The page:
Wednesday, June 18, 2014
Book Review--Entering the Wild
Give her parents credit--they gave her the option. When Jean Janzen was a sixth grader, she landed a part, a significant part, in the school play. But her Mennonite heritage warned against theater, so little Jean found herself in an unholy quandary. Her heart said she wanted the part; her head told her that the theater was not a place to be found when Christ would come again.
Tough stuff. Even though the school play was elementary and no more ribald than “Hansel and Gretal,” she determined she would not go on stage. “This was too much like the forbidden theater; I would be a brave soldier for Jesus and give it up,” she says in her memoir, Entering the Wild: Essays on Faith and Writing.
That childhood memory draws in the conflicts in this little book of meditations—for these essays are really meditations, even though they weren’t written for your or my rituals. They’re meditations because Jean Janzen, a Mennonite by pedigree and will, is what Roman Catholics might call a “religious,” even though she is not bound by monastic rules. Her tradition holds her, as does the God she worships, in its loving hand. And she holds it that way too.
Which is to say she doesn’t begrudge her Mennonite roots for keeping her from a starring roles in the school play. In Entering the Wild she offers some criticism of her tradition, but she doesn't stamp the Mennonite dust off her feet, doesn't even leave. What's unique about the memoir is that Janzen looks back and finds an abundant life of mystery in her distinct ethnic and religious roots.
Most of the essays detail the detective work she did on her family's past. Her father emigrated from Russia in 1909, left behind brothers and sisters who would suffer immensely, even die, at the hands of Stalin. Among the poignant stories Jean Janzen tells in this family chronicle of hers is what she's discovered about her grandmother’s suicide, an event her father never spoke of, an event she discovered only after his death.
There’s no anger in the memoir, just wonder and awe and mystery. That too makes the book devotional. Janzen’s several books of poetry--Snake in the Parsonage (1995), Tasting the Dust (2000), Piano in the Vineyard (2004) and Paper House (2008)—spread themselves over a similarly biographical landscape in a very similar way, by paying attention to things, to events, to human lives altogether too easy to miss. Our finest spiritual writers make life itself a sacrament. That's what Jean Janzen does.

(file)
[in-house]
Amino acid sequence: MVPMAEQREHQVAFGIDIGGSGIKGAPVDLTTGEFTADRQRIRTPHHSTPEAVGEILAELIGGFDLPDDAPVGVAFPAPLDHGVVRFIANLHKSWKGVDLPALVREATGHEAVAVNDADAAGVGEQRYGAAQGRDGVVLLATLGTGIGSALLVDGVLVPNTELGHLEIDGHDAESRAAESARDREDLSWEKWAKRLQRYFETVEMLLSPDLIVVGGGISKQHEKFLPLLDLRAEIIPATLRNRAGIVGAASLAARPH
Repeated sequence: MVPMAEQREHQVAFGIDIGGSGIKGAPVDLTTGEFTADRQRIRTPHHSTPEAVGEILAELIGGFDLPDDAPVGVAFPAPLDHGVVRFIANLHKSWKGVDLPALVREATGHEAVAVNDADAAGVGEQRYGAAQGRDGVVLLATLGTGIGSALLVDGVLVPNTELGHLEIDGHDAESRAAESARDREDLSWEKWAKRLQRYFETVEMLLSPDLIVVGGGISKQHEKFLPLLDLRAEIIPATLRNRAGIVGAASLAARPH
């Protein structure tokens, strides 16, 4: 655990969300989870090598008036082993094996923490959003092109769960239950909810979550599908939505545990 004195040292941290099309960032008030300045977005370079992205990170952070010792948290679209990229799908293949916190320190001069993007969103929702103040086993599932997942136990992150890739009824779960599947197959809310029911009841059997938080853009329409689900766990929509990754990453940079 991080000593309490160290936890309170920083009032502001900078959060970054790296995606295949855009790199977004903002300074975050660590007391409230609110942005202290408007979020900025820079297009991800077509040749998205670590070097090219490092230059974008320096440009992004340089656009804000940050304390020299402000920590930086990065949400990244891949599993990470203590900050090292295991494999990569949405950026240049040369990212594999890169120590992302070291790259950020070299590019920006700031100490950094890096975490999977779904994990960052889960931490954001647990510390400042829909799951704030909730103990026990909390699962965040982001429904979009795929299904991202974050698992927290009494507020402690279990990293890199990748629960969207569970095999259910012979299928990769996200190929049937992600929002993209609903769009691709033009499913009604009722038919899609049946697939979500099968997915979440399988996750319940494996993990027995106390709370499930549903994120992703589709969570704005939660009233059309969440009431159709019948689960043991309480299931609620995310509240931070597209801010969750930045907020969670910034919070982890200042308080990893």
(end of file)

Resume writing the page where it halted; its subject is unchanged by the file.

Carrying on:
Some of the most enchanting essays are those near the end where Janzen the memoirist unpacks the poems of Janzen the poet, even rewrites them, adding a line in the last essay, “My Mother in Venice,” a line that, to my mind, completes the original poem more wondrously.
Entering the World is about exodus, Jean Janzen’s liberation into the world of art and imagination, a world in which traditionally approved answers and conventional responses to experience itself couldn't cover the questions because those traditional paths were not where the art she herself was creating was leading her. Taking that jump--away from tradition and into imagination, in poetry, in theology, and culture—is "entering the wild," what Janzen says her story is all about.
The irony, or so it seems to me, is that that her liberation doesn’t require walking away from her roots but digging down to find them. The more she learns about the mysteries of her own life and the lives of her ancestors, the more happily she can dwell in the world of the spirit, the world of music, the world of art, the world of imagination.
In “Going Home” (Paper House), Janzen traces the path her life has taken, the path outlined in Entering the World. I begins in a childhood memory:
Seven of us crowded into our small
Chevy, the year ’40 or ’41,
I on a little stood on the floor,
baby in mother’s lap, and a mouse
loose in the car. We had traveled
for baptism to Lake Okoboji,
three older siblings in full immersion
under the blinding sun as we sang,
“The cleansing stream, I see, I see.”
Yet, there’s more to the story than what meets the eye:
And then the mood rolled over us
as we drove home, my tilting stool,
my head resting against my sister’s
cleansed thigh, and the little mouse,
unbaptized and unaccountable, like me,
all of us driving with father behind
the wheel toward thunderclouds that rose
in the west, promising everyone salvation.
That last line is just wide enough to make us wonder, as it likely did Jean Janzen herself, when she discovered the line waiting for her at the end of the poem. There’s mystery in a thundercloud "promising everyone salvation," mystery just as there is in sacrament, and in the incarnation.
The beauty of the pilgrimage at the heart of Entering the World is that Jean Janzen doesn’t need to leave something precious behind in order to find herself in a brave new world.